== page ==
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Gaseous hydrogen and gaseous iodine react together to form hydrogen iodide. H2 + I2 ⇌ 2HI The graph shows how the amount of hydrogen iodide varies with time in a 1.00 dm3 container. The initial amounts of hydrogen and iodine were 1.00 mol H2 and 1.00 mol I2.

enter image description here

Calculate the value of Kc

My attempt:

As the equilibrium amount of HI is 1.5 mol according to the graph, through stoichiometry the equilibrium amounts of H2 and I2 are 0.25 mol each. Since the volume is given as 1 dm3 the equilibrium concentrations would be [HI] = 1.5, [H2]=[I2]=0.25

Therefore I calculate Kc = 1.5/(0.25 x 0.25) = 24

The answer for Kc is given as 9 and the equilibrium amounts for H2 and I2 are shown to be correct however the concentration for HI is given as 0.75. Kc = (0.75)^2/(0.25 x 0.25) = 9

I don't see how this answer comes about.

Since the total amount of HI at equilibrium is given as 1.5, if I divide 1.5 by 2 as there are 2 moles of HI produced I would get the mentioned 0.75 as the [HI] at equilibrium, but that doesn't make sense since that would mean there's 0.75^2 = 0.5625 mol at equilibrium, which is not shown in the graph.

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  • $\begingroup$ You used the formula for Kc wrong, its Kc = [HI]^2/[I2][H2], however that still doesn't give the required answer $\endgroup$ Apr 2 at 13:21
  • $\begingroup$ Yes, I used that formula, I took the total HI concentration as 1.5 because it is the amount we get directly from the graph and didn't square it. $\endgroup$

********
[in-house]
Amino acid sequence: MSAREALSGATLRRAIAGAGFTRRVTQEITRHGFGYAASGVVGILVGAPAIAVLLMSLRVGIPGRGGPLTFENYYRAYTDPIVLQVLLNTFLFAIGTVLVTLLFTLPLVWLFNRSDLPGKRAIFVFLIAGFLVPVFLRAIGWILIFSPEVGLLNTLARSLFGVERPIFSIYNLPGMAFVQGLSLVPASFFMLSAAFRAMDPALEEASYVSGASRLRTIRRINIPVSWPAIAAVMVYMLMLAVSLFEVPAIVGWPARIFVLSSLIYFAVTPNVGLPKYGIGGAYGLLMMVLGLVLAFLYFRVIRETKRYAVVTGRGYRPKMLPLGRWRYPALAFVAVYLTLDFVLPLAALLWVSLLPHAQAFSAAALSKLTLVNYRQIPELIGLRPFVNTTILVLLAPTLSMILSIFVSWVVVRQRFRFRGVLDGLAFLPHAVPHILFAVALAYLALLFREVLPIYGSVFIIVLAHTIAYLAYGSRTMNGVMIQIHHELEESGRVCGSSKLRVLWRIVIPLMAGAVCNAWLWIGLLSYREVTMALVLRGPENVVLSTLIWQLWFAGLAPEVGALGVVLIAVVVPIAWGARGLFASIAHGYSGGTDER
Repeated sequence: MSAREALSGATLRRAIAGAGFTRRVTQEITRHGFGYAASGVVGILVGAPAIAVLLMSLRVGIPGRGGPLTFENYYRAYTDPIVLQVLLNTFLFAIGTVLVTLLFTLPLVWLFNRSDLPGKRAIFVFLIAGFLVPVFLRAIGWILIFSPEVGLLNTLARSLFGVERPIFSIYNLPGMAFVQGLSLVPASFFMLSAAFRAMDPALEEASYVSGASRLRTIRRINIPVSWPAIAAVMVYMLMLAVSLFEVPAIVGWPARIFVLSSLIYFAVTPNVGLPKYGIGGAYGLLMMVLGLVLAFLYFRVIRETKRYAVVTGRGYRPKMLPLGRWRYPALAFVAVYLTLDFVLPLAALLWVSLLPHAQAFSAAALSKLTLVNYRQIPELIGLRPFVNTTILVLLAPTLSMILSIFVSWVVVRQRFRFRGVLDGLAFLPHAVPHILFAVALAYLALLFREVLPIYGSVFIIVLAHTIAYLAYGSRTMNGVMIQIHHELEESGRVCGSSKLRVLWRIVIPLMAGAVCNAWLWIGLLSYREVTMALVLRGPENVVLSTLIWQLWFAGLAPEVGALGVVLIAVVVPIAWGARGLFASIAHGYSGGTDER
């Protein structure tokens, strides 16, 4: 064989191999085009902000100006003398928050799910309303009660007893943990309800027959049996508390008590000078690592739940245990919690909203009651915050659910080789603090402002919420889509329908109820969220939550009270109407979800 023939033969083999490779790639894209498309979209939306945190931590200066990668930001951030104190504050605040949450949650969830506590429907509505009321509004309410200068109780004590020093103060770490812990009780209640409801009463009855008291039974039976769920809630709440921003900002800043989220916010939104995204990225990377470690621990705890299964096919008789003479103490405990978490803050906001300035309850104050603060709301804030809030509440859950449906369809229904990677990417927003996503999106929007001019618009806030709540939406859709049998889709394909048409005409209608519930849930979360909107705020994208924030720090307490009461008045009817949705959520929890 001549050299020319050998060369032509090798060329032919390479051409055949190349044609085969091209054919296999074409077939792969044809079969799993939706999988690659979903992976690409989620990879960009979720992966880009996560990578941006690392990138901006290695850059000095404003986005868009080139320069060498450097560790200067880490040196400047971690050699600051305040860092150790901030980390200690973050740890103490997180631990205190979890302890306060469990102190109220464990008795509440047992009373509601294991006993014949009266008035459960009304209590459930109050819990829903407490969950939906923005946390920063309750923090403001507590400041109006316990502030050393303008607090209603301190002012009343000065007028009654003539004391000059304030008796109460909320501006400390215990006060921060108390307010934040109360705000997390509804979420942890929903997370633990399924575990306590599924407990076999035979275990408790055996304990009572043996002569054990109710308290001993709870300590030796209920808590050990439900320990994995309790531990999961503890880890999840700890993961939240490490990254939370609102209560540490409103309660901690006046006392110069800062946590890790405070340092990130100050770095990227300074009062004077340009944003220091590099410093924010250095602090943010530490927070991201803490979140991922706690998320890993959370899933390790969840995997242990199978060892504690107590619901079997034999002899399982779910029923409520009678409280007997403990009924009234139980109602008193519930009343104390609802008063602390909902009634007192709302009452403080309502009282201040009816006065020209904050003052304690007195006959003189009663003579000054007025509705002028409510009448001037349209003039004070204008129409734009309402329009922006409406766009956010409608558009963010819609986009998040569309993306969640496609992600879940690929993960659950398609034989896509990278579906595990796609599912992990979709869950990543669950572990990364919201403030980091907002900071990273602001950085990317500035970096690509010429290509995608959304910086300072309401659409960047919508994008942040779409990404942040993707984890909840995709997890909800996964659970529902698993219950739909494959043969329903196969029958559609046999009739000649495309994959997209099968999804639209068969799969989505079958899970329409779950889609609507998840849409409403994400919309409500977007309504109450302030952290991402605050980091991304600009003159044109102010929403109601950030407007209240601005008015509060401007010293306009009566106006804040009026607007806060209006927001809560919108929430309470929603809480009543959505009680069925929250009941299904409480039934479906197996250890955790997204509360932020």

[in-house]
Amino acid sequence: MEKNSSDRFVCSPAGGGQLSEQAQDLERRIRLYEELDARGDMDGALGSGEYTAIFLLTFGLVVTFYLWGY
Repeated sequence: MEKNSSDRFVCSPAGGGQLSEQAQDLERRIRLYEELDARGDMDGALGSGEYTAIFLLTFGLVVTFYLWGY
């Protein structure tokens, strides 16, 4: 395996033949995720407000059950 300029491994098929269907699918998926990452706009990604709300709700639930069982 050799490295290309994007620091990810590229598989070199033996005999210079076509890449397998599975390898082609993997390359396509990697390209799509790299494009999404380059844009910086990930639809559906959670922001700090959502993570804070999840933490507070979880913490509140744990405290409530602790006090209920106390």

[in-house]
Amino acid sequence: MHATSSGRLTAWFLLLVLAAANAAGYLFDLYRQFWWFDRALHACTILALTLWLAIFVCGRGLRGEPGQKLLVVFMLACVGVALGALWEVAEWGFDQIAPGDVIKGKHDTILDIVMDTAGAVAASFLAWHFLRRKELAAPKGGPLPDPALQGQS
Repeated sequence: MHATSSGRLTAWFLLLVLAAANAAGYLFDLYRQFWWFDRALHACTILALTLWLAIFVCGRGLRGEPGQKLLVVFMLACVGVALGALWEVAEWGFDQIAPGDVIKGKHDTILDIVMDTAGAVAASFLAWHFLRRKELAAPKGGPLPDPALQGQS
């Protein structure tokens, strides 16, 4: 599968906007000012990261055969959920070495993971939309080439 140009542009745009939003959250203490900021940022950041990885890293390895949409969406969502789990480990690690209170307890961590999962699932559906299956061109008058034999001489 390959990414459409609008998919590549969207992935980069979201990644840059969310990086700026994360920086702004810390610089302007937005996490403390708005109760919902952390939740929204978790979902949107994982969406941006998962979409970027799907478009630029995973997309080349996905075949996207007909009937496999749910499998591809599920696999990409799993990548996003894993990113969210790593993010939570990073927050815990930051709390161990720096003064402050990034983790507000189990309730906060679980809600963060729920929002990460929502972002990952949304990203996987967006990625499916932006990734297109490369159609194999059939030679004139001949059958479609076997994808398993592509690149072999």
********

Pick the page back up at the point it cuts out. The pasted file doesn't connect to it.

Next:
– Jane902
    Apr 2 at 13:35
  • $\begingroup$ No, when you calculated 24, you didn't square [HI] $\endgroup$ Apr 3 at 7:02
  • $\begingroup$ In cases the expected answer is an incorrect answer, there are no good ways how to reach that answer, but trying to simulate the incorrect thinking. // They must have forgotten to involve the factor 2, forming 2 HI from 1 I2 + 1 H2. $\endgroup$
    – Poutnik
    Apr 3 at 7:15

1 Answer 1

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Let:

A = $\ce{H2}$

B = $\ce{I2}$

C = $\ce{HI}$

At equilibrium:

$$C_A=1-x$$ $$C_B=1-x$$ $$C_C=2x=1.5\implies x=0.75$$

Calculating $K_c$:

$$K_c=\frac{C_C^2}{C_AC_B}=\frac{\left(2x\right)^2}{\left(1-x\right)^2}=\left(\frac{2x}{1-x}\right)^2=\left(\frac{1.5}{0.25}\right)^2=36$$

I don't believe the answer given in the problem statement is correct, since this reaction exhibits no change in moles between products and reactants:

$\Delta n=2-2=0$

This means that the total equilibrium concentration $C$ must be equal to the total initial concentration $C_o$:

$$C=C_o+\require{cancel}\cancel{\Delta nx}\implies C=C_o$$

If we use the values I provided:

$$C=C_A+C_B+C_C=\left(0.25+0.25+1.5\right)\pu{mol/L}=\pu{2mol/L}$$

$$C_o=\left(1+1\right)\pu{mol/L}=\pu{2mol/L}$$

So the condition: $C=Co$ is satisfied.

If however, we use the values assumed by the answer given:

$$C=C_A+C_B+C_C=\left(0.25+0.25+0.75\right)\pu{mol/L}=\pu{1.25mol/L}$$

$$C_o=\left(1+1\right)\pu{mol/L}=\pu{2mol/L}$$

We get: $C\neq C_o$, so that can't be correct.

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